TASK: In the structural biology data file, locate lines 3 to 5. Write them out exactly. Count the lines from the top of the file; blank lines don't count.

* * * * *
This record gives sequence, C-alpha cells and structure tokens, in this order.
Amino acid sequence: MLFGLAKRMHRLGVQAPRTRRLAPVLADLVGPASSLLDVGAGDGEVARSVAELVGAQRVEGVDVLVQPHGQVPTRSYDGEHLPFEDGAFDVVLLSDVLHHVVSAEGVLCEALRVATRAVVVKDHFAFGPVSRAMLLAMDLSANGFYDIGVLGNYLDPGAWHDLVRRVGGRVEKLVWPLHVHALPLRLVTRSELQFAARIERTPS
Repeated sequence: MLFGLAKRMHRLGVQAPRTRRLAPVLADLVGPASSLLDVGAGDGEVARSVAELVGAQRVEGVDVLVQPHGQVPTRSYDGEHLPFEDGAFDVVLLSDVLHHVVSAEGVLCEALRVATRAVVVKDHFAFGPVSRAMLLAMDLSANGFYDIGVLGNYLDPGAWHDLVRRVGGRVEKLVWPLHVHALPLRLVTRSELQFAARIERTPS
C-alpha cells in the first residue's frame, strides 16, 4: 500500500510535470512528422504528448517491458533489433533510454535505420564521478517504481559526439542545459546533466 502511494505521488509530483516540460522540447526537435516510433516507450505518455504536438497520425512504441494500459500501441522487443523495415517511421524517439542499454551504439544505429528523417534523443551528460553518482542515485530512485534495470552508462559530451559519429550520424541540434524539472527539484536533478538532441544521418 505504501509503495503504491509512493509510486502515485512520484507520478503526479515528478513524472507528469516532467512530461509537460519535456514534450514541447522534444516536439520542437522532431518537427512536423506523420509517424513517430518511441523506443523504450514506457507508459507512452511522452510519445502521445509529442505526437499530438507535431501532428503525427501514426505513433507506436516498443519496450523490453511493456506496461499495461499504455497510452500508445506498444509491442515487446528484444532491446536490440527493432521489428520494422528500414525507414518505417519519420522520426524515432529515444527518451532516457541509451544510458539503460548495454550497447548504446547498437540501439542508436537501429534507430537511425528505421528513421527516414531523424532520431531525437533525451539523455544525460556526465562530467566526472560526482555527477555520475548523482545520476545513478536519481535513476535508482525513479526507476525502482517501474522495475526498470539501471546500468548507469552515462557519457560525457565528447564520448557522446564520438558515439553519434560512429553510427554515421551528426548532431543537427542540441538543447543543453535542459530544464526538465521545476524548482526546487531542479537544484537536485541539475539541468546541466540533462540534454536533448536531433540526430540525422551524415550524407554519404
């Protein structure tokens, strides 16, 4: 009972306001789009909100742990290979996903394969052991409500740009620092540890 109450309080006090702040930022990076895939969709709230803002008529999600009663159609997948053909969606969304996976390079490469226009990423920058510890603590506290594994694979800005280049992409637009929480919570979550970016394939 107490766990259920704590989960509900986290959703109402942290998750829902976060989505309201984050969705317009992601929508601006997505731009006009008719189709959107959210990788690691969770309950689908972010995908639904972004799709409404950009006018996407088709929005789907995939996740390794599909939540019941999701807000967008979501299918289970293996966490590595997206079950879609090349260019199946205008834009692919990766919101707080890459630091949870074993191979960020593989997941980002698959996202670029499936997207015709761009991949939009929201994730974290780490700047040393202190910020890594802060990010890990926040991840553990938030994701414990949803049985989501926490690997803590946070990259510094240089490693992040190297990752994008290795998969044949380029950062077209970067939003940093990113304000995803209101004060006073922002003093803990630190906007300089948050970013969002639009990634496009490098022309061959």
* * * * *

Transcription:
Repeated sequence: MLFGLAKRMHRLGVQAPRTRRLAPVLADLVGPASSLLDVGAGDGEVARSVAELVGAQRVEGVDVLVQPHGQVPTRSYDGEHLPFEDGAFDVVLLSDVLHHVVSAEGVLCEALRVATRAVVVKDHFAFGPVSRAMLLAMDLSANGFYDIGVLGNYLDPGAWHDLVRRVGGRVEKLVWPLHVHALPLRLVTRSELQFAARIERTPS
C-alpha cells in the first residue's frame, strides 16, 4: 500500500510535470512528422504528448517491458533489433533510454535505420564521478517504481559526439542545459546533466 502511494505521488509530483516540460522540447526537435516510433516507450505518455504536438497520425512504441494500459500501441522487443523495415517511421524517439542499454551504439544505429528523417534523443551528460553518482542515485530512485534495470552508462559530451559519429550520424541540434524539472527539484536533478538532441544521418 505504501509503495503504491509512493509510486502515485512520484507520478503526479515528478513524472507528469516532467512530461509537460519535456514534450514541447522534444516536439520542437522532431518537427512536423506523420509517424513517430518511441523506443523504450514506457507508459507512452511522452510519445502521445509529442505526437499530438507535431501532428503525427501514426505513433507506436516498443519496450523490453511493456506496461499495461499504455497510452500508445506498444509491442515487446528484444532491446536490440527493432521489428520494422528500414525507414518505417519519420522520426524515432529515444527518451532516457541509451544510458539503460548495454550497447548504446547498437540501439542508436537501429534507430537511425528505421528513421527516414531523424532520431531525437533525451539523455544525460556526465562530467566526472560526482555527477555520475548523482545520476545513478536519481535513476535508482525513479526507476525502482517501474522495475526498470539501471546500468548507469552515462557519457560525457565528447564520448557522446564520438558515439553519434560512429553510427554515421551528426548532431543537427542540441538543447543543453535542459530544464526538465521545476524548482526546487531542479537544484537536485541539475539541468546541466540533462540534454536533448536531433540526430540525422551524415550524407554519404
């Protein structure tokens, strides 16, 4: 009972306001789009909100742990290979996903394969052991409500740009620092540890 109450309080006090702040930022990076895939969709709230803002008529999600009663159609997948053909969606969304996976390079490469226009990423920058510890603590506290594994694979800005280049992409637009929480919570979550970016394939 107490766990259920704590989960509900986290959703109402942290998750829902976060989505309201984050969705317009992601929508601006997505731009006009008719189709959107959210990788690691969770309950689908972010995908639904972004799709409404950009006018996407088709929005789907995939996740390794599909939540019941999701807000967008979501299918289970293996966490590595997206079950879609090349260019199946205008834009692919990766919101707080890459630091949870074993191979960020593989997941980002698959996202670029499936997207015709761009991949939009929201994730974290780490700047040393202190910020890594802060990010890990926040991840553990938030994701414990949803049985989501926490690997803590946070990259510094240089490693992040190297990752994008290795998969044949380029950062077209970067939003940093990113304000995803209101004060006073922002003093803990630190906007300089948050970013969002639009990634496009490098022309061959």